Florist has big plans for old Eagles building
BRIDGEPORT – When Don Rhodes was looking for a place to hold his daughter Whitney’s wedding reception at the end of November, he couldn’t find anything suitable to meet his needs in the local area.
So what did the long-time Belmont County businessman do? He went out and bought a place.
Rhodes, owner of Rhodes Florist in Brookside, recently purchased the old Bridgeport Eagles building on Main Street in the village. He has big plans for the two-story structure, which has been vacant since the Eagles had an auction nearly five years ago.
“I think it’s a wonderful building,” Rhodes said during an interview and tour of the facility Friday morning while workers power washed the front of the building. “I think it’s good for downtown Bridgeport and good for us.
“It’s one of the biggest reception halls in the Ohio Valley and there’s definitely a need for reception halls … there’s always a shortage,” he continued. “This used to be a reception hall when the Eagles had it (the building) and people remember that. It will hold a lot of people.”
Bridgeport Mayor John Callarik said he’s excited about the opportunities that present themselves.
“It’s going to be a great thing for the village and for Mr. Rhodes,” the mayor said. “There’s a lot of things that he can have in there. He’s doing a super job right now and they’re cleaning the place up.
“The village will help him out however when can,” the mayor added. “We’re behind him 100 percent.”
While there’s a lot of work to be done both inside – upstairs and downstairs – and outside, Rhodes is confident the work can be complete by that special date in late November.
“We’re going to work on the upstairs first,” he explained. “There’s a lot of work to be done, but most of it is cosmetic. The roof has a couple of places that need repaired, but we don’t have to replace the entire thing.”
Rhodes said workers have already begun painting some walls and such.
“We still need to get the kitchen in,” he added. “I plan on running a full kitchen for every event we have here.”
He has already purchased some banquet tables and chairs, along with kitchen equipment such as stoves and coolers.
“I would like to have the place up-and-running for Whitney’s reception,” he admitted. “We plan on having it here.”
As for the downstairs, Rhodes said he has some ideas, but nothing is etched into stone.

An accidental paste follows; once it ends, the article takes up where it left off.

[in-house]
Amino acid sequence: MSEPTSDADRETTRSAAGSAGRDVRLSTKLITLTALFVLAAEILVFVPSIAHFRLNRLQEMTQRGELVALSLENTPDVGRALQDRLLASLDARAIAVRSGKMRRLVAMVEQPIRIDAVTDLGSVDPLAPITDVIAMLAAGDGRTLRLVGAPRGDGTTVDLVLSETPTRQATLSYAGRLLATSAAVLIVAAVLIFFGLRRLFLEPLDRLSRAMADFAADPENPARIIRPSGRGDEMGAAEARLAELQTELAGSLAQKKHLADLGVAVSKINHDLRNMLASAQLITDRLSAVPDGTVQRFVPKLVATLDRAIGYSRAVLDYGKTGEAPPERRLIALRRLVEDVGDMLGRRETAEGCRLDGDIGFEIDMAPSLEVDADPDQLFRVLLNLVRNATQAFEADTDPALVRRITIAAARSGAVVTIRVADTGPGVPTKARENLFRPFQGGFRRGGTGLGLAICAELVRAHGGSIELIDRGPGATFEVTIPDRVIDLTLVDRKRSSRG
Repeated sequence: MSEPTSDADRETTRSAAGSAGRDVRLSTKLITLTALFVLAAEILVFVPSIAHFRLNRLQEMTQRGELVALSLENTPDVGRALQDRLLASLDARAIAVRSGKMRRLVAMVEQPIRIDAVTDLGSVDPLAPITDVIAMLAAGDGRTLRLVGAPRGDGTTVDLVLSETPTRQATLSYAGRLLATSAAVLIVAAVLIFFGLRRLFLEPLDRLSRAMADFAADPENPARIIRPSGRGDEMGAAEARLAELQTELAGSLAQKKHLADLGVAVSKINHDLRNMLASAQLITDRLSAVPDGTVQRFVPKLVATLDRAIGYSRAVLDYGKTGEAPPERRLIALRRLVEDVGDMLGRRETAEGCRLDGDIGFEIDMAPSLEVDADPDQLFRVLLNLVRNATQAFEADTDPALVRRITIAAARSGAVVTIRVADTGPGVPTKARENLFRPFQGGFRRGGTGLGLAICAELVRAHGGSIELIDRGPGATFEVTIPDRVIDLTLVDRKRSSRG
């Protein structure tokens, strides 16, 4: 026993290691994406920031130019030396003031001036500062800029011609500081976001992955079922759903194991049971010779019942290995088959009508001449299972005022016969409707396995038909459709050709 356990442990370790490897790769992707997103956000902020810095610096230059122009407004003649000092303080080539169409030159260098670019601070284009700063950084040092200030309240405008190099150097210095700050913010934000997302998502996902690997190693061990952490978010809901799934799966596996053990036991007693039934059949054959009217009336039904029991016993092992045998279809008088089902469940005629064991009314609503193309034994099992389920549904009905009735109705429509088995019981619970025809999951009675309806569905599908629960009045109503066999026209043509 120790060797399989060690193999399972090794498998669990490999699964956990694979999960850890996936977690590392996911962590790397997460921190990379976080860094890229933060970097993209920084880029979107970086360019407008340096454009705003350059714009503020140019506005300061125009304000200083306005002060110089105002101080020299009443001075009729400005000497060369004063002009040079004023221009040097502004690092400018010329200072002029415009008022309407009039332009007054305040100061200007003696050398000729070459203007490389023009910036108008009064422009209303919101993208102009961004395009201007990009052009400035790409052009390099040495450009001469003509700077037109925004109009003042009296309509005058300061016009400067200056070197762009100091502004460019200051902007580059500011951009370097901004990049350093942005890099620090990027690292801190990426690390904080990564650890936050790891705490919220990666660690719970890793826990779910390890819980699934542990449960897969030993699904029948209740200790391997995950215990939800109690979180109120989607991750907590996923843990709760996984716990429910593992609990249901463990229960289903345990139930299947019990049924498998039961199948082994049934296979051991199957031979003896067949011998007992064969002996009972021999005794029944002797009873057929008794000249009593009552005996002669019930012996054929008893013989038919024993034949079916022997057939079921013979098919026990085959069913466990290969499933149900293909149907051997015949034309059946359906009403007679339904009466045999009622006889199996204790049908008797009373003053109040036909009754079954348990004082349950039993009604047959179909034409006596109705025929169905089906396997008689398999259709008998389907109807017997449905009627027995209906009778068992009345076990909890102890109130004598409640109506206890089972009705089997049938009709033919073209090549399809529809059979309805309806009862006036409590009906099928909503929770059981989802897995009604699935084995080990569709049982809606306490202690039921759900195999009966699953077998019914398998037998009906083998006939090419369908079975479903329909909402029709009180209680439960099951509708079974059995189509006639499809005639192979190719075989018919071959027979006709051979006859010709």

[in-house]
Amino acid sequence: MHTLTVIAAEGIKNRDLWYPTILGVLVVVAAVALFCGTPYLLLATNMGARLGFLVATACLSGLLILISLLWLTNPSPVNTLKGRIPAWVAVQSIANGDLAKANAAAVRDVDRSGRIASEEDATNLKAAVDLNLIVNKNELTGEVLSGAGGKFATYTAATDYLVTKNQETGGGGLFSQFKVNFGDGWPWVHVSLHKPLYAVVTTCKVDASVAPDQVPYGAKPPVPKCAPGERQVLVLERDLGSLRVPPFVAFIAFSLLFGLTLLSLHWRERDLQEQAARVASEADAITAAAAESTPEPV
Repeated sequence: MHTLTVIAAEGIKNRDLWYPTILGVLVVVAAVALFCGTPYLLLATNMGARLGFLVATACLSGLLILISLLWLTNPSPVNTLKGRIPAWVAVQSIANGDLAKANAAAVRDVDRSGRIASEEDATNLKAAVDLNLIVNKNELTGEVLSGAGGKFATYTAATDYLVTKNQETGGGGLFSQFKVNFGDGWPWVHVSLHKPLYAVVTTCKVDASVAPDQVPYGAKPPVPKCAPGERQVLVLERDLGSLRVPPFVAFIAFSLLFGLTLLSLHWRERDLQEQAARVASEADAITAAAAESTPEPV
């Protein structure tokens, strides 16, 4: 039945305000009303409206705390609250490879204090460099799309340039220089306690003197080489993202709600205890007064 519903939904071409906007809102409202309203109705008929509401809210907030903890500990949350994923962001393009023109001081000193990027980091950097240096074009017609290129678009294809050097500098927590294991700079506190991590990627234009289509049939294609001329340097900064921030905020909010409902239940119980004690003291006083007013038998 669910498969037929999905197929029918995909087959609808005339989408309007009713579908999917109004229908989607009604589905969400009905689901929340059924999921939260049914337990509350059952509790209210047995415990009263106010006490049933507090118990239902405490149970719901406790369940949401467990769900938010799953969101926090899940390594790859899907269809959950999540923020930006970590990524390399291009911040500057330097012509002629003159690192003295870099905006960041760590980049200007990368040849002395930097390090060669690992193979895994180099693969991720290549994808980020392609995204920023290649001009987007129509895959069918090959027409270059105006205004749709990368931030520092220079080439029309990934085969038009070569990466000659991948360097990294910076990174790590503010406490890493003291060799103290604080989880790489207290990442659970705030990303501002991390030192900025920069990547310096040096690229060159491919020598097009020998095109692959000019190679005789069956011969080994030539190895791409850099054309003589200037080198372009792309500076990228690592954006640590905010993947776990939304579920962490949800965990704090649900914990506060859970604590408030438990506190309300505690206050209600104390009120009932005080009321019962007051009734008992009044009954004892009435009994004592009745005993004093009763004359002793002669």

“I’m not sure if I want to bring the flower shop up here or not. I would like to incorporate some type of businesses that are wedding-related,” he mentioned. “There are a lot of different little shops that we could put in here.
“Or, we could make it a second reception hall,” he said. “But, to be honest, right now we’re not sure about the downstairs, but there will definitely be a banquet hall upstairs.”
In addition to wedding receptions, Rhodes said the upstairs could be utilized for high school homecomings, proms, parties and meetings.
“When it’s finished, it (the upstairs) can be used for a variety of purposes,” he said.
When asked about parking availability, Rhodes didn’t hesitate to point out that it won’t be an issue.
“Several people have asked me about that, but the Eagles was here for a long time and there used to be a lot more businesses downtown than there is now. People will have to walk a little bit, but they did it before and I’m sure they’ll do it again.”
He explained that most of the events will be held in the afternoon, and there is plenty of parking behind the building, as well as under Ohio 7 across from Wilson’s Furniture.
Rhodes Florist has been at its present location on National Road since 1992. Rhodes’ father, Ellsworth, worked for Mehlman Florist in West Wheeling and took over ownership of Rhodes Mehlman Florist when the Mehlman’s passed away. It eventually became Rhodes Florist in 1970.
The greenhouses were re-located from West Wheeling to Brookside in 1992.
“We’ve been around for awhile and we hope to be around for even longer.”
Rhodes Florist currently has five full-time employees, but he will be hiring in the near future.
“With everything we’ve got planned, there is no way five people can do those things, plus all the things we currently do.”
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